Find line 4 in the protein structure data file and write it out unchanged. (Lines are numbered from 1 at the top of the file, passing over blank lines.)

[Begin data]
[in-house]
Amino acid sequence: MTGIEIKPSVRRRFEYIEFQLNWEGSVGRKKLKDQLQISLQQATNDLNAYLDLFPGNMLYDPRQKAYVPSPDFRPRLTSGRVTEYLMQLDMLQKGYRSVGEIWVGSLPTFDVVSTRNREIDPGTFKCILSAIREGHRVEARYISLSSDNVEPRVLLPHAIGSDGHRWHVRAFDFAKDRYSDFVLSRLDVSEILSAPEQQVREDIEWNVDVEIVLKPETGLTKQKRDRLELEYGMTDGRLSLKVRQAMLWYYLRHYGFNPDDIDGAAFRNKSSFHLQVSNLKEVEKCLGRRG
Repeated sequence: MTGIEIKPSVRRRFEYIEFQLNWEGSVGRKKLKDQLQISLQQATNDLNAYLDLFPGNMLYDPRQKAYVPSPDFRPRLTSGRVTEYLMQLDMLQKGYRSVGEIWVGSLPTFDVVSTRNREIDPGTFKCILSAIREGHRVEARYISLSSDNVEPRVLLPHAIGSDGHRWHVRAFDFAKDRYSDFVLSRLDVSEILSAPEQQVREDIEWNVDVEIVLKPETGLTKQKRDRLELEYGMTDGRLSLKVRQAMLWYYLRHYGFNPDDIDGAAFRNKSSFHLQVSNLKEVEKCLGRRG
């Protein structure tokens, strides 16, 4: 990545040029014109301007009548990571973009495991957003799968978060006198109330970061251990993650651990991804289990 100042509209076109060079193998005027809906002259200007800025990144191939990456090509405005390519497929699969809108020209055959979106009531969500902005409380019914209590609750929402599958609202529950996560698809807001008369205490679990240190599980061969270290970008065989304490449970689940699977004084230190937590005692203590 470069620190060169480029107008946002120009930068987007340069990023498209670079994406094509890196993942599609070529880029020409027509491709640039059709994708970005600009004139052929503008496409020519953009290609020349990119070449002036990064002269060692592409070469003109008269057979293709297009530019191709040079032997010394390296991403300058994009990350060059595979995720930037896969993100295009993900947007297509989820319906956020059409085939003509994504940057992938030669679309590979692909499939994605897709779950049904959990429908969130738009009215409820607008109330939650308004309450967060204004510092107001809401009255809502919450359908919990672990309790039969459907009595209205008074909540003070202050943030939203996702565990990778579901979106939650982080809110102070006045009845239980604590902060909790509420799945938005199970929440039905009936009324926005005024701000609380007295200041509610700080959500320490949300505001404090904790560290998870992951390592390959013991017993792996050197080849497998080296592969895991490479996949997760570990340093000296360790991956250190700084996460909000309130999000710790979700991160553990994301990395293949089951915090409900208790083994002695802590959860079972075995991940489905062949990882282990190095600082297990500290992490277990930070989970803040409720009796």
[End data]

């Protein structure tokens, strides 16, 4: 990545040029014109301007009548990571973009495991957003799968978060006198109330970061251990993650651990991804289990 100042509209076109060079193998005027809906002259200007800025990144191939990456090509405005390519497929699969809108020209055959979106009531969500902005409380019914209590609750929402599958609202529950996560698809807001008369205490679990240190599980061969270290970008065989304490449970689940699977004084230190937590005692203590 470069620190060169480029107008946002120009930068987007340069990023498209670079994406094509890196993942599609070529880029020409027509491709640039059709994708970005600009004139052929503008496409020519953009290609020349990119070449002036990064002269060692592409070469003109008269057979293709297009530019191709040079032997010394390296991403300058994009990350060059595979995720930037896969993100295009993900947007297509989820319906956020059409085939003509994504940057992938030669679309590979692909499939994605897709779950049904959990429908969130738009009215409820607008109330939650308004309450967060204004510092107001809401009255809502919450359908919990672990309790039969459907009595209205008074909540003070202050943030939203996702565990990778579901979106939650982080809110102070006045009845239980604590902060909790509420799945938005199970929440039905009936009324926005005024701000609380007295200041509610700080959500320490949300505001404090904790560290998870992951390592390959013991017993792996050197080849497998080296592969895991490479996949997760570990340093000296360790991956250190700084996460909000309130999000710790979700991160553990994301990395293949089951915090409900208790083994002695802590959860079972075995991940489905062949990882282990190095600082297990500290992490277990930070989970803040409720009796």